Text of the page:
SYNOPSIS – It is the Spirit of God that imparts all life, especially the everlasting life in Jesus of which the gift of the Spirit is a foretaste and guarantee.
In the churches of Galatia, certain “false brethren” were preaching “another gospel” that required Gentile believers to get circumcised and conform to some, at least, of the regulations required by the Torah. Paul responded with a series of arguments, beginning with an appeal to the gift of the Spirit. Since the Gentile converts had received the Spirit in a state of uncircumcision, then circumcision cannot be a requirement for right standing before God.
(Galatians 3:1-5) – “O foolish Galatians, who did bewitch you, before whose eyes Jesus Christ was openly set forth crucified? This only would I learn from you. Did you receive the Spirit from the works of the law, or from the hearing of faith? Are you so foolish, having begun in the Spirit, are you now made complete in the flesh?”
The gift of the Spirit was the definitive proof of God’s acceptance of the Gentiles apart from circumcision or other deeds required by the Torah. Moreover, Jesus redeemed us from the curse of the Law’ so that the “blessing of Abraham might come on the Gentiles through him, and we might receive the promise of the Spirit through faith.” Thus, Paul equated the gift of the Spirit with the promised blessing of Abraham – (Galatians 3:6-14, Genesis 12:1-3).
The Law was not against the promises of God, but its purpose was never to justify men – It was added to expose sin as “transgression.” It cannot justify anyone because the Law “cannot make alive.” It is the Spirit that gives life. Paul presents “being made alive” by the Spirit as essentially synonymous with being “justified on faith”- They are two sides of the same coin. It is the Spirit that imparts life. – (Galatians 3:21).
This principle is attested elsewhere in the New Testament. “It is the spirit that quickens.” The Spirit of him who raised Jesus from the dead will also “quicken our mortal bodies by his Spirit that dwells in us” at the future resurrection – (John 6:63, Romans 8:11-23).
The letter of the Law kills, but under the New Covenant, the Spirit that God gives his children “quickens.” On our behalf, Jesus was put to death “in the flesh” but made “alive in spirit.” To be fleshly-minded is death, “but to be spiritually-minded is life and peace” – (Romans 8:11, 2 Corinthians 3:6, 1 Peter 3:18).
The principle is not unique to the New Testament. The Spirit of Yahweh imparted life when He created the universe. The earth was yet “without form and void,” but the “Spirit of God hovered upon the face of the waters.” Several of the Psalms highlight the life-giving power of His Spirit:
(Psalm 33:6) – “By the word of Yahweh, the heavens were made, and by the spirit of his mouth, all their host.”
(Psalm 104:29-30) – “You hide your face, they are dismayed. You withdraw their spirit, they cease to breathe, and to their own dust do they return: You send your spirit, they are created, and you renew the face of the earth.”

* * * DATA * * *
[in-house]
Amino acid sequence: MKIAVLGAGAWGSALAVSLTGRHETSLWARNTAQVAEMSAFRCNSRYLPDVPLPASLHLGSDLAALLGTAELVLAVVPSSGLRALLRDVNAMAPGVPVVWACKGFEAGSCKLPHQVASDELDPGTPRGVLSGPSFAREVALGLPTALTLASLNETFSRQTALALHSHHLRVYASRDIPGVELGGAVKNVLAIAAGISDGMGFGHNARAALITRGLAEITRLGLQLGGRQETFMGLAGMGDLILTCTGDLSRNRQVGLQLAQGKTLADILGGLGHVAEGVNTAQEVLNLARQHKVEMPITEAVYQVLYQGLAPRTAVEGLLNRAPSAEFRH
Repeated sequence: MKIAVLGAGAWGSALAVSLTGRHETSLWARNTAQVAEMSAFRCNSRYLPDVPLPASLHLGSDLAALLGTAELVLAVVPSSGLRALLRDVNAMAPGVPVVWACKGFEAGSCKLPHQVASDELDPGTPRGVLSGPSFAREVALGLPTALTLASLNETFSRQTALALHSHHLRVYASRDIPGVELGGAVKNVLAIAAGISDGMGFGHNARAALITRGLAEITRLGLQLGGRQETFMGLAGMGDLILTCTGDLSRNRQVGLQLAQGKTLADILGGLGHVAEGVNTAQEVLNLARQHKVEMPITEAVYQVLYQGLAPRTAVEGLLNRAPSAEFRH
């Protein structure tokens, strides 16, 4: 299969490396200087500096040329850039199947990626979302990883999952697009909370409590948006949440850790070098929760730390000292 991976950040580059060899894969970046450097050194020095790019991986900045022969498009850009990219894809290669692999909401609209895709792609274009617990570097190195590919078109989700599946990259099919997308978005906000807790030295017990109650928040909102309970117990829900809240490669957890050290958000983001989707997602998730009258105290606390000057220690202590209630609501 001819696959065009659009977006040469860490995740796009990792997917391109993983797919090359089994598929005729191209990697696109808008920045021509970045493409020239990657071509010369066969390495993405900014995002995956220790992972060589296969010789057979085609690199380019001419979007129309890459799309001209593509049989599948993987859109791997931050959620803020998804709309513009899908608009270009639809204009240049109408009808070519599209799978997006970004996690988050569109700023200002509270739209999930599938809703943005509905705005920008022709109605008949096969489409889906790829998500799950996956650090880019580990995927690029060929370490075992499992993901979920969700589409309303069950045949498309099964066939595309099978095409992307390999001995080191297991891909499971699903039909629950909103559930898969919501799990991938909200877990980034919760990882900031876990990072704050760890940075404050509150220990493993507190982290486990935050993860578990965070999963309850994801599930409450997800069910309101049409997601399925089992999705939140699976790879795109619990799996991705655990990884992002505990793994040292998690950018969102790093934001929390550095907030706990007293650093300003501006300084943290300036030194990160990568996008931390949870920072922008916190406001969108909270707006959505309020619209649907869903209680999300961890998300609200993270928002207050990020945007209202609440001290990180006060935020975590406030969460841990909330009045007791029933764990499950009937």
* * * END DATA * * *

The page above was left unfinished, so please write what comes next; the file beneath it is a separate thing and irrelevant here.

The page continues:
“By His Spirit” God made man, and “His breath gave him life.” Yahweh “created the heavens and stretched them out…He gave breath to the people upon it, and spirit to them that walk therein” – (Genesis 1:1-3, Job 33:4, Isaiah 42:5).
The Spirit of God not only imparts life, but also causes it to abound:
Yahweh promised to “pour water upon him that is thirsty, and floods upon the dry ground; to pour His Spirit upon man’s seed and my blessing upon his offspring” – (Isaiah 44:3).
In the book of Ezekiel, Yahweh promised to “sprinkle clean water” to cleanse Israel from her uncleanness, to give her a new heart, and to put His Spirit within His people. In this way, He would establish a new “covenant of peace” with the nation, an “everlasting covenant” that would never end – (Ezekiel 36:16-38). The Apostle Paul applied this life-giving promise from Ezekiel to the church at Corinth:
(2 Corinthians 3:1-6) – “You are our letter, inscribed in our hearts, noted and read by all men: Manifesting yourselves that you are a letter of Christ, ministered by us, inscribed, not with ink but with the Spirit of a Living God, not in tablets of stone, but in tablets which are hearts of flesh. But such confidence as this we have through Christ towards God. Not that of our own selves sufficient are we, to reckon anything as of ourselves, but our sufficiency is of God, who also has made us sufficient to be ministers of a new covenant, not of letter but of spirit, for the letter kills, but the Spirit makes alive.”
Thus, the Spirit of God is the creative force that creates, sustains, and restores life – Individual and corporate – biological and spiritual. The withdrawal of His Spirit means the cessation of life – death. In the end, there can be no everlasting life without the creative and sustaining gift of His Spirit.
Yahweh promised a time of restoration when He would cleanse His people and inaugurate a New Covenant. At last, His presence would dwell among them. This promise was made in the Law of Moses, but the nation’s sin prevented its realization – (Leviticus 26:12 – “I will walk among you and will be your God, and ye shall be my people”).
In the New Testament, the promise finds its fulfillment in the resurrection and exaltation of Jesus. He has been given the gift of the Spirit, which he now dispenses to all men and women who belong to him. If anything, the gift of the Spirit is the definitive and identifying sign of who is his disciple – (John 1:14, Colossians 2:9-10, Revelation 21:3, 21:22).